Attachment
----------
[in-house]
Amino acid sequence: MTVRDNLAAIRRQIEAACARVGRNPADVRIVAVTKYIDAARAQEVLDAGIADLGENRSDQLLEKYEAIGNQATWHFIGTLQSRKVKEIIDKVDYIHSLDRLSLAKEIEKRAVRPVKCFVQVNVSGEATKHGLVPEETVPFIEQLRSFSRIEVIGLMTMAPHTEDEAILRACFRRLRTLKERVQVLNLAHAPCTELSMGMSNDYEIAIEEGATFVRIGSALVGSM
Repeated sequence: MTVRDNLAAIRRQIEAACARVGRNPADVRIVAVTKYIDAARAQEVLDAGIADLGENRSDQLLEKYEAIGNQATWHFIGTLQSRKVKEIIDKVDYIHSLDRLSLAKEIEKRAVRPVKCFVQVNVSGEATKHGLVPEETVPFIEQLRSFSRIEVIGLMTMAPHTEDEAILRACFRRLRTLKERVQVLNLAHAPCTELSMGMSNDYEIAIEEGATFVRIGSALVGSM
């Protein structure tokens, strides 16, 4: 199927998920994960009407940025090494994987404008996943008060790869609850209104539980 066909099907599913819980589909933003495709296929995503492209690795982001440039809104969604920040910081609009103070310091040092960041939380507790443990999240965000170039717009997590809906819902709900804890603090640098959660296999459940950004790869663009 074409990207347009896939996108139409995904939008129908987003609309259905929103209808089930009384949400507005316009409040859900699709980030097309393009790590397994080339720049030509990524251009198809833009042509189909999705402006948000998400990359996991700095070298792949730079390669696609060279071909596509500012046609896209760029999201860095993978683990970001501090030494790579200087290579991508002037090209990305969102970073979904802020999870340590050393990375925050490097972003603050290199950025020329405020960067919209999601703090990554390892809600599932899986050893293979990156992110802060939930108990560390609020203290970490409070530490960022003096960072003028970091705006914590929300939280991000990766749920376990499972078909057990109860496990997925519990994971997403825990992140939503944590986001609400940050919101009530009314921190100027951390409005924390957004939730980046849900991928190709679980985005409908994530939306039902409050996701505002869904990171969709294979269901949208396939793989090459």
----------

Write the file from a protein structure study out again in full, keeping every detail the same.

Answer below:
[in-house]
Amino acid sequence: MTVRDNLAAIRRQIEAACARVGRNPADVRIVAVTKYIDAARAQEVLDAGIADLGENRSDQLLEKYEAIGNQATWHFIGTLQSRKVKEIIDKVDYIHSLDRLSLAKEIEKRAVRPVKCFVQVNVSGEATKHGLVPEETVPFIEQLRSFSRIEVIGLMTMAPHTEDEAILRACFRRLRTLKERVQVLNLAHAPCTELSMGMSNDYEIAIEEGATFVRIGSALVGSM
Repeated sequence: MTVRDNLAAIRRQIEAACARVGRNPADVRIVAVTKYIDAARAQEVLDAGIADLGENRSDQLLEKYEAIGNQATWHFIGTLQSRKVKEIIDKVDYIHSLDRLSLAKEIEKRAVRPVKCFVQVNVSGEATKHGLVPEETVPFIEQLRSFSRIEVIGLMTMAPHTEDEAILRACFRRLRTLKERVQVLNLAHAPCTELSMGMSNDYEIAIEEGATFVRIGSALVGSM
């Protein structure tokens, strides 16, 4: 199927998920994960009407940025090494994987404008996943008060790869609850209104539980 066909099907599913819980589909933003495709296929995503492209690795982001440039809104969604920040910081609009103070310091040092960041939380507790443990999240965000170039717009997590809906819902709900804890603090640098959660296999459940950004790869663009 074409990207347009896939996108139409995904939008129908987003609309259905929103209808089930009384949400507005316009409040859900699709980030097309393009790590397994080339720049030509990524251009198809833009042509189909999705402006948000998400990359996991700095070298792949730079390669696609060279071909596509500012046609896209760029999201860095993978683990970001501090030494790579200087290579991508002037090209990305969102970073979904802020999870340590050393990375925050490097972003603050290199950025020329405020960067919209999601703090990554390892809600599932899986050893293979990156992110802060939930108990560390609020203290970490409070530490960022003096960072003028970091705006914590929300939280991000990766749920376990499972078909057990109860496990997925519990994971997403825990992140939503944590986001609400940050919101009530009314921190100027951390409005924390957004939730980046849900991928190709679980985005409908994530939306039902409050996701505002869904990171969709294979269901949208396939793989090459």